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Old 08-02-2016, 10:06 PM   #29
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Originally Posted by fayjim2 View Post
My 2003 Monaco still has the original tires. 13/14 yrs old 53,000 miles. NO cracking anywhere that I could find. My son in law inspected them closely, his response was Dad run them. Always stored yearly for about 4 months wheels on rubber pads but no covers. When I have to replace I'm sure they wont be Michelins as that is watout of my budget range. Jim
Yikes!!!

I had a rear tire firestone blow out with 15k miles and they were about 4 years old. I had a TPMS and it was working. Didn't hit anything, tire just blew--no warning at all. Caused over $8k in damage. I'd re-consider running 14 year old tires.
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Old 08-03-2016, 03:56 AM   #30
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Originally Posted by geofferyh View Post
I do not have the flow-thru sensors, so I don't have the problem. Are you sure that your sensors are "seated" properly over the tire valve cores? You might want to consider changing the valve cores, and get the "red" band ones. They have a higher operating temperature range of -65F to 250F and are designed for use in truck applications.
I am not certain what I have for valve cores. I had the tires put on at Les Schawb in Grants Pass, OR. As far as seating of the sensors is concerned, I always inspect them when I check the tires. They are seated correctly. I think the little rubber washer in the sensor can be easily pushed further into the sensor. This might block it from working. The shop installed them after the tire change and this is when I had another one fail. It should be impossible to over tighten them if they are designed correctly.
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Old 08-03-2016, 04:17 AM   #31
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This topic is always very emotional for people. Like others I use michlins and no others on my cars and RV. At work we put 10 million miles a year on truck tires and 50 years of history told us they were the best for the money. We were putting 125k on every tractor yearly. Tires did not age out or dry rot from sitting in sun. RV's even if full timing will age out before they wear out. My only suggestion is check them prior to every trip and keep them aired. I carry a compresser and check prior to every trip. Low air pressure is your enemy.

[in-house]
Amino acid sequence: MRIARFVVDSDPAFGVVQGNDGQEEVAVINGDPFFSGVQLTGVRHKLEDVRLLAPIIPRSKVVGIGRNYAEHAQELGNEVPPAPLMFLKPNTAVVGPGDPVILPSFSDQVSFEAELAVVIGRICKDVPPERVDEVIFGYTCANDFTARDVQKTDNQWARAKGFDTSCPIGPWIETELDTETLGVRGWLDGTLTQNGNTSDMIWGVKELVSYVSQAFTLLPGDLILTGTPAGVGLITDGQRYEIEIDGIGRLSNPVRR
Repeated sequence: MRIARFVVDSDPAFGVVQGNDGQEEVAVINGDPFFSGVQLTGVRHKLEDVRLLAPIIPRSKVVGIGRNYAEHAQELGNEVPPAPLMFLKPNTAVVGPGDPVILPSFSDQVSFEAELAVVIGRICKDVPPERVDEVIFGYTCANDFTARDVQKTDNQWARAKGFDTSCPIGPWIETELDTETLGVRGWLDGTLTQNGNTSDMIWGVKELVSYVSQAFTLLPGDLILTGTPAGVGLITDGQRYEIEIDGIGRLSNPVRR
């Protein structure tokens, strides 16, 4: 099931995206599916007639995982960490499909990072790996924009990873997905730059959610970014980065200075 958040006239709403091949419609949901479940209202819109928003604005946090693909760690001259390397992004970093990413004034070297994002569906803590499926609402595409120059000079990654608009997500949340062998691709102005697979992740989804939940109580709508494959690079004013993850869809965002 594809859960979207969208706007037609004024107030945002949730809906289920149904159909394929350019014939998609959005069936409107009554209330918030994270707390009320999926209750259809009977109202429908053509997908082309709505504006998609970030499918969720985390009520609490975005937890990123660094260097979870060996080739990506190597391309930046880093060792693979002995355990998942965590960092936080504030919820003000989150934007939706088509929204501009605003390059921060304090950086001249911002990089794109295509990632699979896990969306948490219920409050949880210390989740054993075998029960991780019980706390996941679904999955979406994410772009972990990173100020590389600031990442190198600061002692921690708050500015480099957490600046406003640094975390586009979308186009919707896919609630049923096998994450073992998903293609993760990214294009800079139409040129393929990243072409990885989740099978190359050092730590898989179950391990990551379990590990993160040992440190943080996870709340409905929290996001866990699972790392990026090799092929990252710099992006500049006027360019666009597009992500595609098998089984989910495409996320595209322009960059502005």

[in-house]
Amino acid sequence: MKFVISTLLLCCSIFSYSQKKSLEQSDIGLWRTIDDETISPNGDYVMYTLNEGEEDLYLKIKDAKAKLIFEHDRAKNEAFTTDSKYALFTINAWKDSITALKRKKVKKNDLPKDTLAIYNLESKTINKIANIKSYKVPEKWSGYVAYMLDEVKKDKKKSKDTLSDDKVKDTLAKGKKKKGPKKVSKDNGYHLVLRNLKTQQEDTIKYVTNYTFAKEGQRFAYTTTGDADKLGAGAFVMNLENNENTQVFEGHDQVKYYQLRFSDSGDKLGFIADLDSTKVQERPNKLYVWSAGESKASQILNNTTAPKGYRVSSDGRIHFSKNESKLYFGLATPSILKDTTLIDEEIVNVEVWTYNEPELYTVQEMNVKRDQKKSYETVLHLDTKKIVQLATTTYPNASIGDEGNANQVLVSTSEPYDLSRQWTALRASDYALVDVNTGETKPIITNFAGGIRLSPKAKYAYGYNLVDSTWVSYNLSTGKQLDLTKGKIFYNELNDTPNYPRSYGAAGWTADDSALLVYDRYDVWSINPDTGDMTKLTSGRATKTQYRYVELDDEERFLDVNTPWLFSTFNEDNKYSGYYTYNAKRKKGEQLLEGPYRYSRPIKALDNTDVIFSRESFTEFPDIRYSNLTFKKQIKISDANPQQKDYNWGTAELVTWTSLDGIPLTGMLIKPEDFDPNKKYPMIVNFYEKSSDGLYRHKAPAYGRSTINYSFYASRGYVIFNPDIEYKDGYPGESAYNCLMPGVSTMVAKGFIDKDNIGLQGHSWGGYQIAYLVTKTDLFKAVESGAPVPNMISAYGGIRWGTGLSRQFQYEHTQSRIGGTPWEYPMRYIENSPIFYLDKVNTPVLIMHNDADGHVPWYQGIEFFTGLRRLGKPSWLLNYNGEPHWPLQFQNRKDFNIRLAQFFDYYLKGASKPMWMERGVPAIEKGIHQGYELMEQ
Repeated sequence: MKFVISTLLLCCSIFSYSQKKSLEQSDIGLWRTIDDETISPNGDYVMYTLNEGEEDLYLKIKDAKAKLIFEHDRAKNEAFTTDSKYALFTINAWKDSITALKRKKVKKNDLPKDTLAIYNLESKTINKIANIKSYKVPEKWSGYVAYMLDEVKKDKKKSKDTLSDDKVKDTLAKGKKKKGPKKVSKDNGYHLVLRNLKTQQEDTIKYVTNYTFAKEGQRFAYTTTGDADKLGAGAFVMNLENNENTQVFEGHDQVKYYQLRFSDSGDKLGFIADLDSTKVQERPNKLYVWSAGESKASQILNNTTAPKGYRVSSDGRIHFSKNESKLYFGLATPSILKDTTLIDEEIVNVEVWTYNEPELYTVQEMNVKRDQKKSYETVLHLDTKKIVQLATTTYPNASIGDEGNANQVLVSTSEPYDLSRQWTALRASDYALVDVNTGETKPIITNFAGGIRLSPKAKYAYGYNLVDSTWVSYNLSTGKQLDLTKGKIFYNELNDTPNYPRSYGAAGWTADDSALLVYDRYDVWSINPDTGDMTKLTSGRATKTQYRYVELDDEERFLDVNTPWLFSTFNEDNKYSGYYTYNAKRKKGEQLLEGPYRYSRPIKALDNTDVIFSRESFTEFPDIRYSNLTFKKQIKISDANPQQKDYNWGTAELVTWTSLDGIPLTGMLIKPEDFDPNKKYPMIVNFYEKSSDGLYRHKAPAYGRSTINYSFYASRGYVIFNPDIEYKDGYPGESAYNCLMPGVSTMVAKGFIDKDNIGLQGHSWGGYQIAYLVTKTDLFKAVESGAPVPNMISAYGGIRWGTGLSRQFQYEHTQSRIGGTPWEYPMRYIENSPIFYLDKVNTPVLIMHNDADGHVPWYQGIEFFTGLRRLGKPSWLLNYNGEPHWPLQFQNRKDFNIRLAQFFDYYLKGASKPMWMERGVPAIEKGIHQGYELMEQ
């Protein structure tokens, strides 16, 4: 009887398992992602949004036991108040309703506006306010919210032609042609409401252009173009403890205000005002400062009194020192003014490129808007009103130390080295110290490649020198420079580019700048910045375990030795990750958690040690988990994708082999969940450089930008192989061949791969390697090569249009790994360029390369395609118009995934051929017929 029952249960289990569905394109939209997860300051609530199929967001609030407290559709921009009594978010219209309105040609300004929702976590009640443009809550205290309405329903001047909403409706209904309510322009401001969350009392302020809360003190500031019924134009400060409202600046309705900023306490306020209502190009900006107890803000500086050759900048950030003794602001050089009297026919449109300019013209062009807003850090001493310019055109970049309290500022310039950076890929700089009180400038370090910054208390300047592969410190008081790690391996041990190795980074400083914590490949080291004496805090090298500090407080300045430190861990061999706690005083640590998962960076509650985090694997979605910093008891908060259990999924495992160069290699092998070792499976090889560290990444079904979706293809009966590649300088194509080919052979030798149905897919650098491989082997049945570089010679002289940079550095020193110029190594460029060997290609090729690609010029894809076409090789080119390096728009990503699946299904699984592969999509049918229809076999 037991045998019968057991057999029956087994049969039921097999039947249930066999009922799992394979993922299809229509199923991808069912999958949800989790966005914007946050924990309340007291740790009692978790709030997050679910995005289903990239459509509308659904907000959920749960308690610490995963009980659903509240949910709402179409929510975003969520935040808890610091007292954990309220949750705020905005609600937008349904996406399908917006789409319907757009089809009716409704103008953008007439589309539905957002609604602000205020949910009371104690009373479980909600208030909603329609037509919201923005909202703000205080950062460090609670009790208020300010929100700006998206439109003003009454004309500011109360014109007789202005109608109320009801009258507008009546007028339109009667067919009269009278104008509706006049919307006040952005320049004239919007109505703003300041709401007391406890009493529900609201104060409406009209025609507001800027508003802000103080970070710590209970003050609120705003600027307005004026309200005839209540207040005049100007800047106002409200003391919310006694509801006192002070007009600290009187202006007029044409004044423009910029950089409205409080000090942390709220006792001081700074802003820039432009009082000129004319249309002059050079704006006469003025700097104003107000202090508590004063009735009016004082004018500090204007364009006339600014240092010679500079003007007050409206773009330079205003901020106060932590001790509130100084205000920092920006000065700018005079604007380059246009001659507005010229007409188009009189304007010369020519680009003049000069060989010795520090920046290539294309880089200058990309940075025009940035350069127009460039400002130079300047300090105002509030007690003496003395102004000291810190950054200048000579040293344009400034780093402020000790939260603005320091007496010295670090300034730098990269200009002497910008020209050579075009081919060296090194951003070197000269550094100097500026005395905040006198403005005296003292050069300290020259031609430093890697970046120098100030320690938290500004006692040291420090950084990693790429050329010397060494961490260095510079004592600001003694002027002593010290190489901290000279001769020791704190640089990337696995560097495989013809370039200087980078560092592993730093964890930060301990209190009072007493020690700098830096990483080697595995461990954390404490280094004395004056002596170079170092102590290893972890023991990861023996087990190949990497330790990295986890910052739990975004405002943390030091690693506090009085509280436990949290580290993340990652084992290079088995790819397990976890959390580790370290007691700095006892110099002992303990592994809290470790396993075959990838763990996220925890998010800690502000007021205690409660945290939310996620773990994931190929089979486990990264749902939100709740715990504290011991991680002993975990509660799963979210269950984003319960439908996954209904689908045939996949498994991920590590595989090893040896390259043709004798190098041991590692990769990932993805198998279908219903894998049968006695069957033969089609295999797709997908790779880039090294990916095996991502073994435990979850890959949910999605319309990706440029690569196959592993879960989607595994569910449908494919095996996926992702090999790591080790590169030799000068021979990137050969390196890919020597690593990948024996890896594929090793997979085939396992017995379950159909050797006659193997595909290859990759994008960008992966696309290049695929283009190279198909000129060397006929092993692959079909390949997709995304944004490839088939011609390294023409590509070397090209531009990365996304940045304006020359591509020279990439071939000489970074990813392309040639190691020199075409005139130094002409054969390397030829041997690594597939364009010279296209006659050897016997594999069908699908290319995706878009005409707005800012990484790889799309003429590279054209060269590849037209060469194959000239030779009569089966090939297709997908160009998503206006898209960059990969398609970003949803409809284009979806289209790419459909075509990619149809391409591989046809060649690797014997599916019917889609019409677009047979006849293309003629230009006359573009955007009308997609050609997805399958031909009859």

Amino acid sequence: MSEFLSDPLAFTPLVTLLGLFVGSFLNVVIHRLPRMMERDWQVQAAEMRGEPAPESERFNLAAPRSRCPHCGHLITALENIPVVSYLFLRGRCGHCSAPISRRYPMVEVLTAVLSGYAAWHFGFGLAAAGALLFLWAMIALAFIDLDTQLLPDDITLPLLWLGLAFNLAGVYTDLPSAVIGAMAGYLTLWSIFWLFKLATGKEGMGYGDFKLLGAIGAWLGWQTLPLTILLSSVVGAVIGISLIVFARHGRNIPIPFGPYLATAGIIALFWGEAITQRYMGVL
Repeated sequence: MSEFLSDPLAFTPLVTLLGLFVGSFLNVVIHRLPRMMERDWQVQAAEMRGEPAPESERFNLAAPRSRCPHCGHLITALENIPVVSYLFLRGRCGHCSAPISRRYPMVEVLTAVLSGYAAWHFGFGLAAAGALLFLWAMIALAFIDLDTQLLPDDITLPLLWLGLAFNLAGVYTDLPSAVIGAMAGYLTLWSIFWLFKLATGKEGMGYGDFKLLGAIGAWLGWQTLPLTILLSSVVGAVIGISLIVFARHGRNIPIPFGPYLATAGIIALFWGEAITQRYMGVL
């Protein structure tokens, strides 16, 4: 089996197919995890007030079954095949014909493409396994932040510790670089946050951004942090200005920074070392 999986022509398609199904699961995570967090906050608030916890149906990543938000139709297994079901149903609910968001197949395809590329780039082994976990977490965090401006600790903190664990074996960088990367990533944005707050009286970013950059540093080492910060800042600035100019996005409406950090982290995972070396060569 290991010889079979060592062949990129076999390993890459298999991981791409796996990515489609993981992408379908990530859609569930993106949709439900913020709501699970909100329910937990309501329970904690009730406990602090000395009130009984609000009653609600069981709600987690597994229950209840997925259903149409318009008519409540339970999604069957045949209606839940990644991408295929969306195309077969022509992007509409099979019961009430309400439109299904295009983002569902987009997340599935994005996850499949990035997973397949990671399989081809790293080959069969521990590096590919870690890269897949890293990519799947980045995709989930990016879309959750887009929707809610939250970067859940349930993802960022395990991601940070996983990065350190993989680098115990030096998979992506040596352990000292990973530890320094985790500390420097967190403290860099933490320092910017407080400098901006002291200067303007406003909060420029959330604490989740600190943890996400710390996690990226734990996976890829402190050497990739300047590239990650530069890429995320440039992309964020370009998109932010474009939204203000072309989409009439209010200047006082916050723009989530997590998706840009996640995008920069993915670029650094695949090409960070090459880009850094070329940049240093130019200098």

Take care and safe travels
"Emotional topic"? True, unfortunately.

What you have stated is true and is a good example of the way Michelin is designed to work successfully. Run lots of miles in a short period of time and the tire is exceptional. But, considering that most RVers might get 2K to 5K a year, Michelin isn't built for this idle time over the long run.

Another drawback for many RVers is the tire size provided by Michelin. Take my original 275/80R22.5 size. If I had a tire failure and needed a replacement I might be out of luck. Michelin makes this size only once a year, I believe, and when they are gone you have to wait for a new production run. Other tire manufactures don't make that size for the most part. This was true for the brands I was interested in. And, most of us are not wealthy. Getting a good compromise in price without sacrificing safety is another factor to consider. So, my argument stands about moving away from Michelin to some other proven brand.

I noticed one poster had a Firestone failure. I know many folks out there like that brand. Personally, over the years I have see too much controversy over that brand. Failures due to poor manufacturing quality has been a common plague for this company. I would not chose this brand for my grand son's bicycle. (I hope I didn't just open the door to a new "emotional" topic.)

Happy and safe trails,
Rick Y
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